The fast-paced plot works a treat for the first hour, with other notable set pieces including the quite brilliant car-meets-helicopter stunt in which McClane really does blow up a helicopter with a car. It’s one of the series’ finest moments and undoubtedly a high point of the film. Closely following it is the Mai Linh-McClane face-off where sexual equality shows it face as he bets seven bells out of her. It’s surprisingly brutal for a 15-certificate although, naturally, it’s a fair match-up as martial arts-trained Maggie Q gives it her all too. Maggie Q also looks damn fine throughout – I just had to make that point here.

The real shame with Die Hard 4.0 is that after that first pulsating hour, there is a rather drastic dip – as with the third movie – as the plot doesn’t seem to know where to go next. Throwing in Lucy’s kidnapping is a misstep for me, as is her involvement at all. Sure it gives us an opportunity to flesh out McClane’s relationship with his family but I’m not sure anyone really cares. There is too much action and a far more interesting plot to focus on which means there is also no emotional investment in her kidnapping either. It does, however, give dad an opportunity to get really, truly pissed off – no bad thing.

The second half tries its best by throwing in what it clearly believes to be the film’s finest, biggest set piece. McClane, driving a truck, is pitted against a military fighter jet who is tricked by Gabriel into thinking the truck is being driven by a terrorist. Then the jet rounds on the truck. On the Washington highways. And it’s just as silly as it sounds. Did no-one in the scripting process mention the fact that this was a completely unnecessary, stupid plot point? Did no-one laugh out loud at the thought of Bruce Willis surfing a digital fighter plane? Because I did, as I do every time I watch that scene. It is so utterly preposterous that any rating of the film loses a star right there. John McClane is not Captain America and this sequence is so divorced from the Die Hard philosophy it hurts deep inside.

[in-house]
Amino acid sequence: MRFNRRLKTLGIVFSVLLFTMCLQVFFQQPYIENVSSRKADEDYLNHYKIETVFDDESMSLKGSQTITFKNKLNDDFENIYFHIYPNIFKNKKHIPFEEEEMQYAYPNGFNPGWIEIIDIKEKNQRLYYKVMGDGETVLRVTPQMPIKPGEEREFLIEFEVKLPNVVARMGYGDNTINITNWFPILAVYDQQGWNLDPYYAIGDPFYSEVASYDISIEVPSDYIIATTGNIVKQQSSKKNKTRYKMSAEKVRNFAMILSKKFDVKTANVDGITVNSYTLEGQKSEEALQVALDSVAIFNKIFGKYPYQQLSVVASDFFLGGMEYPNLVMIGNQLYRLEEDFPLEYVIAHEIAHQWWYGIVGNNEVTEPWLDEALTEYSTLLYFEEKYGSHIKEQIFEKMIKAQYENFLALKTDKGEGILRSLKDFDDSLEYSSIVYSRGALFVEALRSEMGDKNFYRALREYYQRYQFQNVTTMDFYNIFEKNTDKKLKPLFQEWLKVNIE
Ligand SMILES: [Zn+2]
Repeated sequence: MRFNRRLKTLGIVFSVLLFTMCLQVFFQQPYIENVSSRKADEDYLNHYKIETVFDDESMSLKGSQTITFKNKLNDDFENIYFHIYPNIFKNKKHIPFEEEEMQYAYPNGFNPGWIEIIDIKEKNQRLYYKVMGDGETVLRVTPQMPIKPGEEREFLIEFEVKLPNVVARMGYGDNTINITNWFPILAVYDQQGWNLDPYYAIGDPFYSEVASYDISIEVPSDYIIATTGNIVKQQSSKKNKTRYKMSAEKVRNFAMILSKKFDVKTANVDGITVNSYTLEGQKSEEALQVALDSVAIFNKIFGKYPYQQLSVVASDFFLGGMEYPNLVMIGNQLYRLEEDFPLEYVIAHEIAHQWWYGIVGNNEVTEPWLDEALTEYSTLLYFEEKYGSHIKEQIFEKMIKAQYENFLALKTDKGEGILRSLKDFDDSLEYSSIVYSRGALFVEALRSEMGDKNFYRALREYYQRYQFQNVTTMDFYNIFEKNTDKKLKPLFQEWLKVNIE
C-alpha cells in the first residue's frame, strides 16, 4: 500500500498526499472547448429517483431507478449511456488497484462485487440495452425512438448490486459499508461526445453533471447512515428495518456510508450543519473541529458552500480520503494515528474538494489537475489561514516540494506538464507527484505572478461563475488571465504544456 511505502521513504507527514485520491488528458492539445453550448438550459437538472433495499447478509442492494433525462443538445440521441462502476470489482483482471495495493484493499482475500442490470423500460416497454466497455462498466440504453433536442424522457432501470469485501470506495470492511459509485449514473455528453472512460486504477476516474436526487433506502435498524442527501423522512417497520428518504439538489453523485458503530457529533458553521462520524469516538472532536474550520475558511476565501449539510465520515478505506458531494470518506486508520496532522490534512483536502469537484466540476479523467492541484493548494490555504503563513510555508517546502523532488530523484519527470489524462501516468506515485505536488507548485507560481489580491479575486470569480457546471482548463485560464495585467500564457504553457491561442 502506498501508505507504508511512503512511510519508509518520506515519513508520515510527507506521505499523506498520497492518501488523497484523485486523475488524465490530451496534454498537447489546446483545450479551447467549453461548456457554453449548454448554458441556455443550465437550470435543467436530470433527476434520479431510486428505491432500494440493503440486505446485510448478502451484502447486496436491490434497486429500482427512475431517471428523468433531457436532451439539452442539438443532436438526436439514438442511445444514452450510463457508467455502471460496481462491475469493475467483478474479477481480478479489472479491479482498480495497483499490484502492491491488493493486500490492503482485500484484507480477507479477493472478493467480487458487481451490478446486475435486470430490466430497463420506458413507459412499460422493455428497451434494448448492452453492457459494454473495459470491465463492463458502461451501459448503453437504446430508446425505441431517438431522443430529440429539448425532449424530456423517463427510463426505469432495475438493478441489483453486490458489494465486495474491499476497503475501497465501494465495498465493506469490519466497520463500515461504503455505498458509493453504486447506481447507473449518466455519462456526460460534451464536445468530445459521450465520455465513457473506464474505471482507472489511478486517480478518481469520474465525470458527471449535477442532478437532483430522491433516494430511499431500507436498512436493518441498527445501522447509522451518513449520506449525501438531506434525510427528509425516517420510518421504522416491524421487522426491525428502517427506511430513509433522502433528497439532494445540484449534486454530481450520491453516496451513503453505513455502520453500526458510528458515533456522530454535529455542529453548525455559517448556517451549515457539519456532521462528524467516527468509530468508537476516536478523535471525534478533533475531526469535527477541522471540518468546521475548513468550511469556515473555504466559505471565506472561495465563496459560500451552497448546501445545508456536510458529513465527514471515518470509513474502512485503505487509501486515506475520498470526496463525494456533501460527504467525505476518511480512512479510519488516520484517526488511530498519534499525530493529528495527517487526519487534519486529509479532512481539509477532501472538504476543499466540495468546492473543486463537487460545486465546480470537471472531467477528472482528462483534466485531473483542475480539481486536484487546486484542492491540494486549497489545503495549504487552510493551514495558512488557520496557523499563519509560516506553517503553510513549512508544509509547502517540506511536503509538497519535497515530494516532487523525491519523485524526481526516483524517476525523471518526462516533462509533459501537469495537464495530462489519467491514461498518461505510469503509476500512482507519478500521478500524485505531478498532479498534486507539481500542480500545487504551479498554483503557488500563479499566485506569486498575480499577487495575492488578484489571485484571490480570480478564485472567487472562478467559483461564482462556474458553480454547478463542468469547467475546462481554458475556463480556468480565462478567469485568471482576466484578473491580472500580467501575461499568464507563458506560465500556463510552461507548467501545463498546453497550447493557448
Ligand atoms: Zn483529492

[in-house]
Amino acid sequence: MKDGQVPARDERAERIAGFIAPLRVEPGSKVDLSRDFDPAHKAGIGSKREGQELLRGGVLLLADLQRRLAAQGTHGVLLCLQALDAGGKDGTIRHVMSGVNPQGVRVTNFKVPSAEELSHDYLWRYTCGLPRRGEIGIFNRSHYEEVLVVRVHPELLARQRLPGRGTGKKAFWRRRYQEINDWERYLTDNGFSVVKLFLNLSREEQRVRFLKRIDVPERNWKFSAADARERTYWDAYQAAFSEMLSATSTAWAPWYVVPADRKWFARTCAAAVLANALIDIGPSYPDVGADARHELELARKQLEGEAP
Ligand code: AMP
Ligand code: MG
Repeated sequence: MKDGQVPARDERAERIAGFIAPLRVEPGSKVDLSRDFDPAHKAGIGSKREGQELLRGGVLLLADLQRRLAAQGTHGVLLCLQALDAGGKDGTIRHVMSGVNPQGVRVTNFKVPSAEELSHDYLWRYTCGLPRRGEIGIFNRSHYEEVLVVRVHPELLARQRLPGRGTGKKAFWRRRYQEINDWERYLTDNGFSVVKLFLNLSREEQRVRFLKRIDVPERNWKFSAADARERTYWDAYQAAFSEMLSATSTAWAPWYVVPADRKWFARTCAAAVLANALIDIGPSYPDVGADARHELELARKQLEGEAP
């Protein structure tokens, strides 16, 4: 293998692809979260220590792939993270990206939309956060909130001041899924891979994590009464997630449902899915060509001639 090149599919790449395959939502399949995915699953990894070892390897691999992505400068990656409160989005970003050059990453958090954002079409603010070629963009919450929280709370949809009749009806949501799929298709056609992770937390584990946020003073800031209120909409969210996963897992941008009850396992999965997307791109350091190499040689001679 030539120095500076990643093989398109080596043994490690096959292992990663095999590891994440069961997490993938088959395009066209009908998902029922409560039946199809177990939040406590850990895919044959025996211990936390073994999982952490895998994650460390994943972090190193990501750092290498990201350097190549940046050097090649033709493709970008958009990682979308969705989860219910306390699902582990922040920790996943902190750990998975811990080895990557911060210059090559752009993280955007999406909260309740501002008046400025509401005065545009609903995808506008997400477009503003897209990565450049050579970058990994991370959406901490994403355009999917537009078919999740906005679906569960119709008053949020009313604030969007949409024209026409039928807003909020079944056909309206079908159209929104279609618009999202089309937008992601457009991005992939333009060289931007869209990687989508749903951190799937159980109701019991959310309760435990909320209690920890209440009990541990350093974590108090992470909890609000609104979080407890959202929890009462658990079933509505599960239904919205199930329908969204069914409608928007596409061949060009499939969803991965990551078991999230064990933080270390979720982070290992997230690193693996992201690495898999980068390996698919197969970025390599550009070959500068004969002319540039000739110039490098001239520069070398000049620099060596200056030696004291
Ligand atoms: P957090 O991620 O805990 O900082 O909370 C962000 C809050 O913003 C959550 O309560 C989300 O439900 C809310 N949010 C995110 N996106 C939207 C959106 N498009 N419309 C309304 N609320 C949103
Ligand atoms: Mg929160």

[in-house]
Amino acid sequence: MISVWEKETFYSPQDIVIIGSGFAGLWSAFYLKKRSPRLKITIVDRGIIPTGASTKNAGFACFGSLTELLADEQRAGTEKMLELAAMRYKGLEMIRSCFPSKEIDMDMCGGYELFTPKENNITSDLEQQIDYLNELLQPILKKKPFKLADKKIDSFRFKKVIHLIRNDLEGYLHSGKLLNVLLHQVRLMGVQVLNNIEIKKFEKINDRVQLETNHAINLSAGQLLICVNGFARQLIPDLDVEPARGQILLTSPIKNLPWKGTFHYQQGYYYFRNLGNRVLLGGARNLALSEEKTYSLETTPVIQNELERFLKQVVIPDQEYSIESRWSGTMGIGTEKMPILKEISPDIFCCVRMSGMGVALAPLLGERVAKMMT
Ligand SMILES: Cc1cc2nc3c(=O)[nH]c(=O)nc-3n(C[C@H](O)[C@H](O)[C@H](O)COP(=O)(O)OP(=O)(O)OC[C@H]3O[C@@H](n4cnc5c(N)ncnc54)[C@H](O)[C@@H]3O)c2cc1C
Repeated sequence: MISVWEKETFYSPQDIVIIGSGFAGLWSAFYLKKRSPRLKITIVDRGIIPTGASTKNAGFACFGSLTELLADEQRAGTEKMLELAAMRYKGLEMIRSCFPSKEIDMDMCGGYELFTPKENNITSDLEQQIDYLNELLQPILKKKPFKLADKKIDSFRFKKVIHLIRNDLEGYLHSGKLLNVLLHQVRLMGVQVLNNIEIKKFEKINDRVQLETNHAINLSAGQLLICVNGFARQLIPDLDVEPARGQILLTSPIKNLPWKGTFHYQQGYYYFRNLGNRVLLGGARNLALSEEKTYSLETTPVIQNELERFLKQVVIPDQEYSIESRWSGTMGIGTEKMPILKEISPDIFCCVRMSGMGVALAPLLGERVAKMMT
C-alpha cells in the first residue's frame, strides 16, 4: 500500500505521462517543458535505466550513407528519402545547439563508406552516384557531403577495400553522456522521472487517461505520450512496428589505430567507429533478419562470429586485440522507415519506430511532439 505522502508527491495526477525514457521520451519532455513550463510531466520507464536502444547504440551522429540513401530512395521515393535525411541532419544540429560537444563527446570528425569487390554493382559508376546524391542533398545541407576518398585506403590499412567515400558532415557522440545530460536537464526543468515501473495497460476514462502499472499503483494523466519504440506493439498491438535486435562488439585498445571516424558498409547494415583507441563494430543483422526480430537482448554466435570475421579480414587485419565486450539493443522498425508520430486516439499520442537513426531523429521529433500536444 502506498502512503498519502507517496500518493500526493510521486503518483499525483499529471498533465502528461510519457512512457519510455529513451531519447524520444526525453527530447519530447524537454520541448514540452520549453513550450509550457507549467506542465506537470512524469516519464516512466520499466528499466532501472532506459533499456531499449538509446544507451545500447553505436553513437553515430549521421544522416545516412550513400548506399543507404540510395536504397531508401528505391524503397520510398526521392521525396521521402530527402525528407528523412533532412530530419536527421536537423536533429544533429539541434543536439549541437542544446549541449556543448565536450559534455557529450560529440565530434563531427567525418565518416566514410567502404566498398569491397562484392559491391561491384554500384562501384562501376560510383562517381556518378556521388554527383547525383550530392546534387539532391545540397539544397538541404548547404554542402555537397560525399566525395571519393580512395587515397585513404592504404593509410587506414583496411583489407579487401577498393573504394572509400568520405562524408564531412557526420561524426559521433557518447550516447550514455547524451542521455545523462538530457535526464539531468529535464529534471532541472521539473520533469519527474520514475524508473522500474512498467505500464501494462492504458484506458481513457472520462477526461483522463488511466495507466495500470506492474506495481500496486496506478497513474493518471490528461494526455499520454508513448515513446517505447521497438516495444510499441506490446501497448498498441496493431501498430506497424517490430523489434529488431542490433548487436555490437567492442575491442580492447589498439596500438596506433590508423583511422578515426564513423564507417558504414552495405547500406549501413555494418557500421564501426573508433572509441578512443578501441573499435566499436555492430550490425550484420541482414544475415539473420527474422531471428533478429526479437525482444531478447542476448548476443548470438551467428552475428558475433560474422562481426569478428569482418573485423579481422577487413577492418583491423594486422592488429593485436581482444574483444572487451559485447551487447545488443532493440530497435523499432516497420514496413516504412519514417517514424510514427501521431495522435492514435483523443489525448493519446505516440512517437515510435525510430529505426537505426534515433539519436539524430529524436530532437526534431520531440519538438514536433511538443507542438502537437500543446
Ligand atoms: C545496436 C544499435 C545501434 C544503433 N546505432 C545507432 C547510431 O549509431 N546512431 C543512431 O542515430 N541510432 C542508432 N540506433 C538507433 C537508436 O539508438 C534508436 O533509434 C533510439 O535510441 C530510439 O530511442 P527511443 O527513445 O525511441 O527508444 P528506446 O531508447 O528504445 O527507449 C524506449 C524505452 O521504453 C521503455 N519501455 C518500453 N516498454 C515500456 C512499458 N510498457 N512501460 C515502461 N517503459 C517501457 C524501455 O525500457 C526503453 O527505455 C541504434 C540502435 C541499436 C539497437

The film also suffers from having the worst villain of the series. I like Timothy Olyphant but he’s given a thankless role as the pitiful, whiny Gabriel here. He’s no match for McClane. Heck, he’s not even a match for Al.

Ad – content continues below

Yet for all its negatives, Die Hard 4.0 remains my third favourite of the series behind the original and its immediate sequel. Bruce Willis is a large reason behind that. He has developed into a fine actor over the years and is in many ways something of a screen idol of mine. He understands the character so well, which shows throughout the film and his interplay with Justin Long (who also impresses) works very well. He is also the closest to the more believable, vulnerable McClane of the original. 

Another reason is that for all the film’s faults in the second half, its first hour is a fantastic piece of work by all concerned. The pacing is well executed, the universe re-established and the set pieces some of the most memorable of any in the series.

Will there be another Die Hard? Probably, although Willis has stated in interviews that if there is going to be then it had better come round quick as he’s not getting any younger. Personally, I hope they leave it there although the commercial success of the fourth outing, plus a decent critical response, suggests that there is life in the franchise yet.